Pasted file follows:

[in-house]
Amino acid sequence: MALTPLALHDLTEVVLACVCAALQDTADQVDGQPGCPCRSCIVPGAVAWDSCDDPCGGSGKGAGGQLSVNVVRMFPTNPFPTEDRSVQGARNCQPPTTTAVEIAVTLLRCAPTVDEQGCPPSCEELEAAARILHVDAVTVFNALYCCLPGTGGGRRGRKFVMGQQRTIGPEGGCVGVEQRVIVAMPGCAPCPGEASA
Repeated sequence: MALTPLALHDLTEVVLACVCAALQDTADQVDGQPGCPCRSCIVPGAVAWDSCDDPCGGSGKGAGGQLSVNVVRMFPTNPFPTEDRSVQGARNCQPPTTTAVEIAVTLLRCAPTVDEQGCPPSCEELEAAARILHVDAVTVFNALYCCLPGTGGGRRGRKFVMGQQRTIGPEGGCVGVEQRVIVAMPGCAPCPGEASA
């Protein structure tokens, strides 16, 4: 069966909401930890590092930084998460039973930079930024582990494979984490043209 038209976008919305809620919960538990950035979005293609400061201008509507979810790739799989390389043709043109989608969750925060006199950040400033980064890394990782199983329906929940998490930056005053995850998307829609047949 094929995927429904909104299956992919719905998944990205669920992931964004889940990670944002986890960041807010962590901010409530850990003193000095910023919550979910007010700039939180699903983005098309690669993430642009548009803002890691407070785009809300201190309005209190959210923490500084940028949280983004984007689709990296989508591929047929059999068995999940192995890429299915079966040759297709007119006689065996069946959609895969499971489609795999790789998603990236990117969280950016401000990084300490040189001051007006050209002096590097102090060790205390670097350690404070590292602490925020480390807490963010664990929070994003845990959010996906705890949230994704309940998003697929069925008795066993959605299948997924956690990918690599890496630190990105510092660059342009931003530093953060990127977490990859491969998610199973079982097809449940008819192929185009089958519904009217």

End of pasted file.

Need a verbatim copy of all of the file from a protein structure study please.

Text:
[in-house]
Amino acid sequence: MALTPLALHDLTEVVLACVCAALQDTADQVDGQPGCPCRSCIVPGAVAWDSCDDPCGGSGKGAGGQLSVNVVRMFPTNPFPTEDRSVQGARNCQPPTTTAVEIAVTLLRCAPTVDEQGCPPSCEELEAAARILHVDAVTVFNALYCCLPGTGGGRRGRKFVMGQQRTIGPEGGCVGVEQRVIVAMPGCAPCPGEASA
Repeated sequence: MALTPLALHDLTEVVLACVCAALQDTADQVDGQPGCPCRSCIVPGAVAWDSCDDPCGGSGKGAGGQLSVNVVRMFPTNPFPTEDRSVQGARNCQPPTTTAVEIAVTLLRCAPTVDEQGCPPSCEELEAAARILHVDAVTVFNALYCCLPGTGGGRRGRKFVMGQQRTIGPEGGCVGVEQRVIVAMPGCAPCPGEASA
């Protein structure tokens, strides 16, 4: 069966909401930890590092930084998460039973930079930024582990494979984490043209 038209976008919305809620919960538990950035979005293609400061201008509507979810790739799989390389043709043109989608969750925060006199950040400033980064890394990782199983329906929940998490930056005053995850998307829609047949 094929995927429904909104299956992919719905998944990205669920992931964004889940990670944002986890960041807010962590901010409530850990003193000095910023919550979910007010700039939180699903983005098309690669993430642009548009803002890691407070785009809300201190309005209190959210923490500084940028949280983004984007689709990296989508591929047929059999068995999940192995890429299915079966040759297709007119006689065996069946959609895969499971489609795999790789998603990236990117969280950016401000990084300490040189001051007006050209002096590097102090060790205390670097350690404070590292602490925020480390807490963010664990929070994003845990959010996906705890949230994704309940998003697929069925008795066993959605299948997924956690990918690599890496630190990105510092660059342009931003530093953060990127977490990859491969998610199973079982097809449940008819192929185009089958519904009217």